Last week, the House held two interim studies that I thought yielded good conversations and policy ideas.
The first study was on expungement reform and was hosted by Rep. Nicole Miller. Expungement is the process a person goes through to have their record of criminal conviction destroyed or sealed. An expungement order essentially removes the criminal conviction from the defendant’s criminal record and directs the court to treat the conviction as if it had never happened.
Only certain people or crimes are eligible for expungements. In Oklahoma, people who aren’t eligible for expungement include those convicted of violent crimes that require the perpetrators serve 85% of their sentence or crimes that result in registration as a sex offender.
I have visited prisons across Oklahoma and personally helped former inmates get back on their feet, so this is very important to me. The most effective means of rehabilitation is a job, and I believe expungement is an avenue that could unlock that opportunity for many Oklahomans who have paid their debt to society.
Another study held last week considered issues arising from the increase of medical marijuana production across the state.
I have heard from many constituents who are concerned about how marijuana grow operations in their community affect them and their neighbors. I’m in regular contact about this with officials from the Oklahoma Medical Marijuana Authority and the Oklahoma Bureau of Narcotics and Dangerous Drugs.
As policymakers, we want to ensure that marijuana grow operations are running within our current laws and regulations. I was pleased that this interim study examined what further safeguards may be put into place.
There are several more interim studies coming up that may be of interest to the people of House District 33.
IS21-048 will focus on state-owned broadband infrastructure assets to help us gain an understanding of what we currently utilize and what we may be lacking. This study will be heard before the House Technology Committee on Sept. 20 at noon.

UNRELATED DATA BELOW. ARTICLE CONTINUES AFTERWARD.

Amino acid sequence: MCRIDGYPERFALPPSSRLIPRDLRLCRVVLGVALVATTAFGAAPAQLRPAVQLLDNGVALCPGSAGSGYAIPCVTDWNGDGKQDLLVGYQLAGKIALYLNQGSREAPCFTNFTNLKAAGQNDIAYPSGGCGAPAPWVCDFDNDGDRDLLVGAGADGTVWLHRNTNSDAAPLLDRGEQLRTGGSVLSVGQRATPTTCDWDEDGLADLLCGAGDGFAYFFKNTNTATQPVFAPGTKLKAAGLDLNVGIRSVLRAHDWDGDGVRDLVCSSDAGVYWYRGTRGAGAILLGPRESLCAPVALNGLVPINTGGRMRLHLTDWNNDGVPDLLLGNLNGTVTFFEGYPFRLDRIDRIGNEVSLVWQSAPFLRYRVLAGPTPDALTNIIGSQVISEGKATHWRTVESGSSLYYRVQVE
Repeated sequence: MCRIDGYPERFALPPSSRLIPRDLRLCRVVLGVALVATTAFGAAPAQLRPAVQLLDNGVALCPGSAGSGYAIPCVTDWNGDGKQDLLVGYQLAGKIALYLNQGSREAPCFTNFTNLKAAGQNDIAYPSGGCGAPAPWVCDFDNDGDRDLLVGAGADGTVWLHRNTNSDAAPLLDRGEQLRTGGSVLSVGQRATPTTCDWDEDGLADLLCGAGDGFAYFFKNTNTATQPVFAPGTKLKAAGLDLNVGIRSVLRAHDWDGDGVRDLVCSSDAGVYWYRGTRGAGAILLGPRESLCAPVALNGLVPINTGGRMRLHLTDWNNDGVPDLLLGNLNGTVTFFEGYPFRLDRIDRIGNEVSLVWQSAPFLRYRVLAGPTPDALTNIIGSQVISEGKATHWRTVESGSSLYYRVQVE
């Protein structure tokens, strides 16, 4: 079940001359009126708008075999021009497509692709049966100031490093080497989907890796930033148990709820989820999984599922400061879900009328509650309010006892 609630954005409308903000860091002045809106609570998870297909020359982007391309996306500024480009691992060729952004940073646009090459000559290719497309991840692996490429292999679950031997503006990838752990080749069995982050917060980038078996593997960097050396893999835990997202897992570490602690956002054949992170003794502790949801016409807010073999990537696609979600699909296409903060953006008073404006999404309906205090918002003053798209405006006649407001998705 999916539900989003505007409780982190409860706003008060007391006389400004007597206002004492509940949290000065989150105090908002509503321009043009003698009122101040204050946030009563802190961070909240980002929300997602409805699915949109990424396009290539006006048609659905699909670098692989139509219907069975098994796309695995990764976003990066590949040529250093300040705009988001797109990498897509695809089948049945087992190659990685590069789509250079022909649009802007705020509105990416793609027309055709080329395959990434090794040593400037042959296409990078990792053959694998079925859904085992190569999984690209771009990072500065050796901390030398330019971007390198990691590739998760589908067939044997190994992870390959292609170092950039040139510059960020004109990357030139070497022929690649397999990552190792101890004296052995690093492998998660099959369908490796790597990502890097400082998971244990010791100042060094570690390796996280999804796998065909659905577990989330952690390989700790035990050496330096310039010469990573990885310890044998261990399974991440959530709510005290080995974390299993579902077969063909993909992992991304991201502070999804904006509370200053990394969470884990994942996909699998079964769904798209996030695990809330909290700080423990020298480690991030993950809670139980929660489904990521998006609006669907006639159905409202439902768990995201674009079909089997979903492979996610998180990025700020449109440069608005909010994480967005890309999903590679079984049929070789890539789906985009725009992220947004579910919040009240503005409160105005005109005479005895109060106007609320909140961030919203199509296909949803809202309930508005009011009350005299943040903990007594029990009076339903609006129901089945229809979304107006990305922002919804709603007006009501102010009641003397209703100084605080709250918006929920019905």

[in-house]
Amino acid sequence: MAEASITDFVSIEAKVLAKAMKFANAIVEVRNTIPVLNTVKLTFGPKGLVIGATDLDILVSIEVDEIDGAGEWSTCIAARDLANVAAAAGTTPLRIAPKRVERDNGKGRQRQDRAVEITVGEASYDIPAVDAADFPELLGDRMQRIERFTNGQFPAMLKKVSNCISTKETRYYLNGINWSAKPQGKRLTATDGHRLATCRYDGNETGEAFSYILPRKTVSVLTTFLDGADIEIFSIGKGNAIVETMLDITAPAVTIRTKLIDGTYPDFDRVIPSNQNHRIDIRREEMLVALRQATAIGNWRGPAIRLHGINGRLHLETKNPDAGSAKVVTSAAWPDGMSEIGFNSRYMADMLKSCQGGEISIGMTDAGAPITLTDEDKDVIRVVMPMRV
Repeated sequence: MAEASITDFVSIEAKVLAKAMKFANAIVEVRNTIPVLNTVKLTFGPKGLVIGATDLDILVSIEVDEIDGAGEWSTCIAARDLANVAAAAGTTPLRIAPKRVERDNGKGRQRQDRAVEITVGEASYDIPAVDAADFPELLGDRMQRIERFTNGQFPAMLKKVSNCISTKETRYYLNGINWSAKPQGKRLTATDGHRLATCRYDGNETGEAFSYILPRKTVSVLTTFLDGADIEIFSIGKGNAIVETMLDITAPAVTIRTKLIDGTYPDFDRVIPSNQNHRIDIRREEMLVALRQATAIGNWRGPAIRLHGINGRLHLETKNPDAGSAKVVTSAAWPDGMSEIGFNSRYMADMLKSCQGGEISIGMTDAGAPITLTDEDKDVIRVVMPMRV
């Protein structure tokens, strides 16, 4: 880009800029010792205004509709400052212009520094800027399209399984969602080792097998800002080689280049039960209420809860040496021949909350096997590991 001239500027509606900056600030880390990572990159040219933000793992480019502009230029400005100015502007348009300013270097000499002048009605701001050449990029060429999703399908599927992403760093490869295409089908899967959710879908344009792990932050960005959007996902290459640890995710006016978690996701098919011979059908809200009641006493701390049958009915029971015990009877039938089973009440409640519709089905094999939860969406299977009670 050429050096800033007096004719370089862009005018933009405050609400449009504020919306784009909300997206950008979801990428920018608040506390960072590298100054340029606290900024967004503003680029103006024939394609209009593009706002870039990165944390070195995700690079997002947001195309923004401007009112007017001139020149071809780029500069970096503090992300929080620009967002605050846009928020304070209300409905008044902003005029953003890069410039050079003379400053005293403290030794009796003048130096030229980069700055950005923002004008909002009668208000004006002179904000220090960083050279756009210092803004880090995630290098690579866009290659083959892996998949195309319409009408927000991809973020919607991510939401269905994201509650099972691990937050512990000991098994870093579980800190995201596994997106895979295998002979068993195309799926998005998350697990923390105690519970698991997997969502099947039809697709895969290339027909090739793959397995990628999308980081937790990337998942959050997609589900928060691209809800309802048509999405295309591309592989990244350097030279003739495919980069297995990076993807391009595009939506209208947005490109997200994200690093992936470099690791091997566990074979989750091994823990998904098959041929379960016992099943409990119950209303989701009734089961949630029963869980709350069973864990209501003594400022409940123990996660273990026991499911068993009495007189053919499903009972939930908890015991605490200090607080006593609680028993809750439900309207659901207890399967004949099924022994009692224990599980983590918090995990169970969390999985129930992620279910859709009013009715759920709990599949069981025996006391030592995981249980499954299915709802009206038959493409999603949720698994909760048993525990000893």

On Sept. 22, the House Criminal Justice and Corrections Committee will hear IS21-103. This bipartisan study will examine details about the treatment, safety and well-being of our inmates and correctional officers in our state correctional facilities. That study will commence at 9 a.m.
If you’re interested in watching one of these studies live, the House website will have a livestream available. Visit www.okhouse.gov, click on the “Media” tab and follow the “House Audio/Video” link. The link will be labeled with the name of the committee and will go live shortly before the study begins.
Additionally, I want to share details about an upcoming program offered by Resilient Payne County. On Sept. 28 at 4 p.m., they will host a crisis intervention summit at the Fred Schultz Conference Center at Meridian Technology Center in Stillwater.
Nisha Wilson from the Oklahoma Dept. of Mental Health and Substance Abuse Services will present on the ongoing transformation of behavioral health crisis care in Oklahoma. Officer Chris Vasser with the Stillwater Police Dept. Crisis Intervention Team and Kimberly Hill-Crowell, a licensed social worker at Grand Lake Mental Health Center, will be speaking as well.
If you would like further details about the summit or upcoming interim studies, please reach out to my office. You can contact me at firstname.lastname@example.org or 405-557-7304.
Rep. John Talley, a Republican, serves District 33 in the Oklahoma House of Representatives, which covers Logan and Payne Counties.